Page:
thumbnail Fig. 48

Experimental setup for the inspection of a container loaded with a 0.2 g.cm−3 wood matrix. Plastic scintillators are shielded from the generator by 45 cm polyethylene and 5 cm lead shields.

thumbnail Fig. 49

Time-of-flight background spectra without container, when an alpha particle is detected in coincidence with one (left), two (middle) or three (right) induced gamma rays or neutrons.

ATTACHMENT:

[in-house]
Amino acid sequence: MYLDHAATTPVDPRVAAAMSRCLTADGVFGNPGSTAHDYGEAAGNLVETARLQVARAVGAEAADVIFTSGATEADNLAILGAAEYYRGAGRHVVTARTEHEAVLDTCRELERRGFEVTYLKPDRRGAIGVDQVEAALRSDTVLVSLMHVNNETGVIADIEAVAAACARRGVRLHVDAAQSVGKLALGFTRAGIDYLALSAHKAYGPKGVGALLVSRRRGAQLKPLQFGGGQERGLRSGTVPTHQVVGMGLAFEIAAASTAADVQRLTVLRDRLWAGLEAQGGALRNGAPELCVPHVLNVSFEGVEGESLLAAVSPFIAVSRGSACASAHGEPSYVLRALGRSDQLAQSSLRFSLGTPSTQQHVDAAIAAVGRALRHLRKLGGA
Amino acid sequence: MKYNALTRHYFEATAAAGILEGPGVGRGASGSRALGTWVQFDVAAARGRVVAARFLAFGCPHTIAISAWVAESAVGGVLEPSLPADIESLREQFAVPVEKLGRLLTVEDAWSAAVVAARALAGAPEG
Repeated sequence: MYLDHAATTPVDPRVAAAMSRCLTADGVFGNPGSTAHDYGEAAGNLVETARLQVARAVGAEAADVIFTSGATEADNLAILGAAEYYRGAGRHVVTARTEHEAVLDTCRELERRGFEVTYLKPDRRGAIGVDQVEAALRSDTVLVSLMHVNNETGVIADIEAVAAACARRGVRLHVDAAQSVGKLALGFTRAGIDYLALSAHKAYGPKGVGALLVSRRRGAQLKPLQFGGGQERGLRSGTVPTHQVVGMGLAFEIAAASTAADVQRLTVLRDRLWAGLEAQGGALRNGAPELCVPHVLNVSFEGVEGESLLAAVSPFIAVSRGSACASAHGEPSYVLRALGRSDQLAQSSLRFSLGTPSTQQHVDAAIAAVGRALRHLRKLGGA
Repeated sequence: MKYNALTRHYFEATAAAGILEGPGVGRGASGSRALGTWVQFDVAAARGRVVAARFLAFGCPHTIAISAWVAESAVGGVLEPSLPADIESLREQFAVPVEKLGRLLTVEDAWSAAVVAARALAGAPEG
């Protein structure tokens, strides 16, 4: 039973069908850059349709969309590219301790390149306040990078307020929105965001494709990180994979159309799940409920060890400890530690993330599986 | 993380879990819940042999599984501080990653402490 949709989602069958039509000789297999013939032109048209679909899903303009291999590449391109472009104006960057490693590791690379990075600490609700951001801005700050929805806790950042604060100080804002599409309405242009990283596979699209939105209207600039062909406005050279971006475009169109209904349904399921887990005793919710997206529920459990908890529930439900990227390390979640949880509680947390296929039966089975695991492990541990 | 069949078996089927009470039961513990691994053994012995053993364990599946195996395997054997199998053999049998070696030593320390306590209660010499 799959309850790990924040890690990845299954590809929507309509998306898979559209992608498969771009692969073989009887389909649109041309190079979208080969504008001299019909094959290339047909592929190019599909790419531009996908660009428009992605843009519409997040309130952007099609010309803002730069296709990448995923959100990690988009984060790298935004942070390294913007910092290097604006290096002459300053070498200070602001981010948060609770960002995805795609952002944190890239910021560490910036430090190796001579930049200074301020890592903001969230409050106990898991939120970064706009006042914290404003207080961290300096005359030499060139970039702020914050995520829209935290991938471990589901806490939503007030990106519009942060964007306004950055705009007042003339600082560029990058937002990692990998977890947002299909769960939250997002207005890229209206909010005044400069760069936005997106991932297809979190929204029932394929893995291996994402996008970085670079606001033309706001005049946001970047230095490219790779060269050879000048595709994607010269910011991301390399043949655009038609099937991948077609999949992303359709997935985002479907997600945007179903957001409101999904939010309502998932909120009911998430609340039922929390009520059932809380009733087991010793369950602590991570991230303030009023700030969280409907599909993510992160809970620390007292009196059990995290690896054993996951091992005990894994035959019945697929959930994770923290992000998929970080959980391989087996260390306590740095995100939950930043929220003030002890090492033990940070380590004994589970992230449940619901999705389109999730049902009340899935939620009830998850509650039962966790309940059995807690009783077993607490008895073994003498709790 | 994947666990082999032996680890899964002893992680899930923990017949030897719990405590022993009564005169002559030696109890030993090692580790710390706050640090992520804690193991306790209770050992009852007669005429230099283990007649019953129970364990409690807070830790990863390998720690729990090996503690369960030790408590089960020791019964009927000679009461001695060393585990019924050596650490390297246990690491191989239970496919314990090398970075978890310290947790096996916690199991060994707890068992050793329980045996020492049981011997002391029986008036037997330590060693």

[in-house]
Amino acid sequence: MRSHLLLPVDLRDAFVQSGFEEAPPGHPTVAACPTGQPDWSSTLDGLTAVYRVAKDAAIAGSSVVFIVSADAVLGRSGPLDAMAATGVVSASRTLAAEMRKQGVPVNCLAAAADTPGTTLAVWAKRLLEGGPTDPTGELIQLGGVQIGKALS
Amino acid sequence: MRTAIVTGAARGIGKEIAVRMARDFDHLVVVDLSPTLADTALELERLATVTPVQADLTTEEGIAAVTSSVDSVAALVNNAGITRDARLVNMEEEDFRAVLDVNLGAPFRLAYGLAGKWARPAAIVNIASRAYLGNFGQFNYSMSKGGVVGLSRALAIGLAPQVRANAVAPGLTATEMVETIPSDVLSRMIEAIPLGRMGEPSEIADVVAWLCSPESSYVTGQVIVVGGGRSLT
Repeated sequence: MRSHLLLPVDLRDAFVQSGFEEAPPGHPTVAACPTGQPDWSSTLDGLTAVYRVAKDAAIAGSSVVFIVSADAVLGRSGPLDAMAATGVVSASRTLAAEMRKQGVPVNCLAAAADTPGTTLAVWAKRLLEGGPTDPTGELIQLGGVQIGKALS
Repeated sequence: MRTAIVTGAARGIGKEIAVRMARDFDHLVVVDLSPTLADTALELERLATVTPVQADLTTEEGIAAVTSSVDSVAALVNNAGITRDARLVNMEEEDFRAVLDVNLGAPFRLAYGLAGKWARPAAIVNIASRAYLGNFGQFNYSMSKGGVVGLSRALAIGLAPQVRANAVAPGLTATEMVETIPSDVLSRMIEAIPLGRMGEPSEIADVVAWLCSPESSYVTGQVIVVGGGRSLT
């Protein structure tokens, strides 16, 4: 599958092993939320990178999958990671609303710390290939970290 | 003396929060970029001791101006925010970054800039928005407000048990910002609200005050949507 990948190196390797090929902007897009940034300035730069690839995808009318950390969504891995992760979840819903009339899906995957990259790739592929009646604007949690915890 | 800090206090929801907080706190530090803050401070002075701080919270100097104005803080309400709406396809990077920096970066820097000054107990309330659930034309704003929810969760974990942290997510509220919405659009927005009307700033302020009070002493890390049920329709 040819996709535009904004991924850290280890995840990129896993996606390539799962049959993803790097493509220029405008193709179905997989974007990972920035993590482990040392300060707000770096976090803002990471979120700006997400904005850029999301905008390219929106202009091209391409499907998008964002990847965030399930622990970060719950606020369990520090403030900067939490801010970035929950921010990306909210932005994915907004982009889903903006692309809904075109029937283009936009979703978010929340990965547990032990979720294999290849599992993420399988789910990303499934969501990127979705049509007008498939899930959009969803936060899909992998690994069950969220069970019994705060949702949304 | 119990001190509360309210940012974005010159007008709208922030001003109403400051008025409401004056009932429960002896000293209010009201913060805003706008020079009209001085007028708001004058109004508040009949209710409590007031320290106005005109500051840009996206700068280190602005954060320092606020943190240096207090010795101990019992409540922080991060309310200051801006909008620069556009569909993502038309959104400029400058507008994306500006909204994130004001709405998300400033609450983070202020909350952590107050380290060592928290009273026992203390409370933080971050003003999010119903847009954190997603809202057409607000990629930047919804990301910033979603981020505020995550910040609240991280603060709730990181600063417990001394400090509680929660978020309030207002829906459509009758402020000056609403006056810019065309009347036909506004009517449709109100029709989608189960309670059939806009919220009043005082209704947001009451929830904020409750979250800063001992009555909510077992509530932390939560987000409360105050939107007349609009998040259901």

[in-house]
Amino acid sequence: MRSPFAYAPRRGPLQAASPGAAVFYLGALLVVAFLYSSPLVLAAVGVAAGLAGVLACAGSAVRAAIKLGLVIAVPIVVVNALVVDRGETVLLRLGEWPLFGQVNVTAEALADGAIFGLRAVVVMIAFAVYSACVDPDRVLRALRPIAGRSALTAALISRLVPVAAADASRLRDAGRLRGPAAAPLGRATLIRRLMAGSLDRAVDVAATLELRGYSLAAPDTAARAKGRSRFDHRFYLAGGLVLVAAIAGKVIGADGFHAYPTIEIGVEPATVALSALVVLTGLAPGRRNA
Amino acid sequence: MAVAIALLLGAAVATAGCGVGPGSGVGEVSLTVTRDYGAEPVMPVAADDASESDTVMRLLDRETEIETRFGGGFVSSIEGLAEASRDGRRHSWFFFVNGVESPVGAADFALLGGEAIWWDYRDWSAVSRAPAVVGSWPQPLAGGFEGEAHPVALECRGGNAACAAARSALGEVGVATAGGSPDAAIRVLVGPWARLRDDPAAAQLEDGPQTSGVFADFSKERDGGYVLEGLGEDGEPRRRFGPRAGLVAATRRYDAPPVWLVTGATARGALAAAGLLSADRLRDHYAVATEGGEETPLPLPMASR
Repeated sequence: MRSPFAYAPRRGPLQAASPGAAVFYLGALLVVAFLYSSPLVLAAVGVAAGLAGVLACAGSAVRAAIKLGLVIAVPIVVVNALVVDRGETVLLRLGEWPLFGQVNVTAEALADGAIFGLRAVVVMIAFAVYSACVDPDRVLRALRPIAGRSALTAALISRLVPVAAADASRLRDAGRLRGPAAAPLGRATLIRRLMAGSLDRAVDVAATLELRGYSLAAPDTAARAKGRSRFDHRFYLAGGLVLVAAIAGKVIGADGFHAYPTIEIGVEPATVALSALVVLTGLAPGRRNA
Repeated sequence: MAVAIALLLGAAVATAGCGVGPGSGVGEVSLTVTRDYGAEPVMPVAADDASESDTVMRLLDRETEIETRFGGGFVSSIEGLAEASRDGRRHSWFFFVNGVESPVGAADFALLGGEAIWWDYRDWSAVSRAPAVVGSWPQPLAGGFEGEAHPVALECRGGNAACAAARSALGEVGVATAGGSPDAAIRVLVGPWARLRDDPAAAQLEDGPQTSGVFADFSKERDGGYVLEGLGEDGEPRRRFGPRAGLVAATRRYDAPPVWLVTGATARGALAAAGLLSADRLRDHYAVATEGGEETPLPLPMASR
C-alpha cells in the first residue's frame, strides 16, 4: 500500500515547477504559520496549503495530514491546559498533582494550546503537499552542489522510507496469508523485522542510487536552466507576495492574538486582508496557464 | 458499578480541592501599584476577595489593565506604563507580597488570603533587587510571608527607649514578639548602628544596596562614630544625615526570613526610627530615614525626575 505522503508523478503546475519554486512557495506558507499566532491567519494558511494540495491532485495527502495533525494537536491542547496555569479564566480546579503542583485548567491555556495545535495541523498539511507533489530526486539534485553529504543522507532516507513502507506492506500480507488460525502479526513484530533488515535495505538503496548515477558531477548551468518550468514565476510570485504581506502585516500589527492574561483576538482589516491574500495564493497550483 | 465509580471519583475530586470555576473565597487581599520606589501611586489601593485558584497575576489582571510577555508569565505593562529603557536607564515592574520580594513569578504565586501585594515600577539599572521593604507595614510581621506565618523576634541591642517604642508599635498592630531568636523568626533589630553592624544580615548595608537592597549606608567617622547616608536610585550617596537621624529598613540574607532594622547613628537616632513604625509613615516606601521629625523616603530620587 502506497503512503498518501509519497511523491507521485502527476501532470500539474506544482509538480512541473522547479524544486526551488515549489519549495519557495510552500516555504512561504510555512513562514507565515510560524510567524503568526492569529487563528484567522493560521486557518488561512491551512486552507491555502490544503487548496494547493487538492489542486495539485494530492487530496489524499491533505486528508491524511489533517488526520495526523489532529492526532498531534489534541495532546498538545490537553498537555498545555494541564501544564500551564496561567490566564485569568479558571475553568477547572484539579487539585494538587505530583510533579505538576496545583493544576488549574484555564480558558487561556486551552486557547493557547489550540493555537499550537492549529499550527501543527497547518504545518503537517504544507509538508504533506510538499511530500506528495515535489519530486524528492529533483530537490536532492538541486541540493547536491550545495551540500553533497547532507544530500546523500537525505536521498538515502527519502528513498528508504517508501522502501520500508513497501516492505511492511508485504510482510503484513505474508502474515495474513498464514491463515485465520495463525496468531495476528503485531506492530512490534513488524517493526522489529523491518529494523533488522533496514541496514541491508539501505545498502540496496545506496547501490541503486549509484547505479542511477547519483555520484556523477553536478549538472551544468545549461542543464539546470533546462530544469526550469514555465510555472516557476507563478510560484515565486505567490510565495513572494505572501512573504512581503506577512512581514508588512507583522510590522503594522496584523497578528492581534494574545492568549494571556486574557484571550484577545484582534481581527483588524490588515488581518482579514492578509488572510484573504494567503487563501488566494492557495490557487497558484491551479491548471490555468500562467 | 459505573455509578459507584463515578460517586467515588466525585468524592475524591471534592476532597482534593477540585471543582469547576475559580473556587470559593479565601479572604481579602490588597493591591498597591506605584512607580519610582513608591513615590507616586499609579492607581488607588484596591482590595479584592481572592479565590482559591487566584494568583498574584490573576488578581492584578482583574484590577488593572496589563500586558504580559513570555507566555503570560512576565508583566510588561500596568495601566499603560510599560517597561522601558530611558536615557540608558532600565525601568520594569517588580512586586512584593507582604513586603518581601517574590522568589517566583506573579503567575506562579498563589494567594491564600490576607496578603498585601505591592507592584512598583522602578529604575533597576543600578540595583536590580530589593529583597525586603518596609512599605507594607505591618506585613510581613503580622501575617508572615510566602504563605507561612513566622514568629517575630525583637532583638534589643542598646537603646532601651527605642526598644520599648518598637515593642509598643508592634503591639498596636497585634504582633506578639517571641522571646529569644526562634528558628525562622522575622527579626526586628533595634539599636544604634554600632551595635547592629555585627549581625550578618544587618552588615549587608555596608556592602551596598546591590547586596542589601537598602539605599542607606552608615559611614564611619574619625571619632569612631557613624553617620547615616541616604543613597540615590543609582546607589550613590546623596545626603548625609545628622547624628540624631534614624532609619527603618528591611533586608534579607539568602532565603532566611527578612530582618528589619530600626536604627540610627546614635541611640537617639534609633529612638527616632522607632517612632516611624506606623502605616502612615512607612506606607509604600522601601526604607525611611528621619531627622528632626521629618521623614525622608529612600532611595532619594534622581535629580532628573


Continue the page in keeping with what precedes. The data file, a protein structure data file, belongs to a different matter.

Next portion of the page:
thumbnail Fig. 50

Time-of-flight spectra with an iron target (∼2.5 kg) inside the empty container, when an alpha particle is detected in coincidence with one, two or three gamma rays or neutrons.

thumbnail Fig. 51

Time-of-flight spectra with a lead target (∼5 kg) inside the empty container, when an alpha particle is detected in coincidence with one, two or three gamma rays or neutrons.

thumbnail Fig. 52

Time-of-flight spectra with a natural uranium target (a few kg of metallic uranium with 8 mm of lead shield around) inside the empty container, when an alpha particle is detected in coincidence with one, two or three gamma rays or neutrons.

4 Conclusion